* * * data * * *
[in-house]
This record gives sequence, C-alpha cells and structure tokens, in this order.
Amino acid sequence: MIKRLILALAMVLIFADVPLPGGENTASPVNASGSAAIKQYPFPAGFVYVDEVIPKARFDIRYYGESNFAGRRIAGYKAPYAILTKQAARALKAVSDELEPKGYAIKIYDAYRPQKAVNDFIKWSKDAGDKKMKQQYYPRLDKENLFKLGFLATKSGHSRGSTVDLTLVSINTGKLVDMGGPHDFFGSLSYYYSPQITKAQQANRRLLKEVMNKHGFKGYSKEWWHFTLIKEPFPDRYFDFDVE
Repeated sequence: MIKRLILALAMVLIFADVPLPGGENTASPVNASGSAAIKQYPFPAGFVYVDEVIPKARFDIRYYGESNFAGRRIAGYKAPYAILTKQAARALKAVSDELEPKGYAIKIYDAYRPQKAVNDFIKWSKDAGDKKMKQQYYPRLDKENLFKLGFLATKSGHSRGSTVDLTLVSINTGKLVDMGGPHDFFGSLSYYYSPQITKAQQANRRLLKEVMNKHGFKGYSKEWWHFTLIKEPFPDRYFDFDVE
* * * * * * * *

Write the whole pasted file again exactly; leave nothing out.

[in-house]
This record gives sequence, C-alpha cells and structure tokens, in this order.
Amino acid sequence: MIKRLILALAMVLIFADVPLPGGENTASPVNASGSAAIKQYPFPAGFVYVDEVIPKARFDIRYYGESNFAGRRIAGYKAPYAILTKQAARALKAVSDELEPKGYAIKIYDAYRPQKAVNDFIKWSKDAGDKKMKQQYYPRLDKENLFKLGFLATKSGHSRGSTVDLTLVSINTGKLVDMGGPHDFFGSLSYYYSPQITKAQQANRRLLKEVMNKHGFKGYSKEWWHFTLIKEPFPDRYFDFDVE
Repeated sequence: MIKRLILALAMVLIFADVPLPGGENTASPVNASGSAAIKQYPFPAGFVYVDEVIPKARFDIRYYGESNFAGRRIAGYKAPYAILTKQAARALKAVSDELEPKGYAIKIYDAYRPQKAVNDFIKWSKDAGDKKMKQQYYPRLDKENLFKLGFLATKSGHSRGSTVDLTLVSINTGKLVDMGGPHDFFGSLSYYYSPQITKAQQANRRLLKEVMNKHGFKGYSKEWWHFTLIKEPFPDRYFDFDVE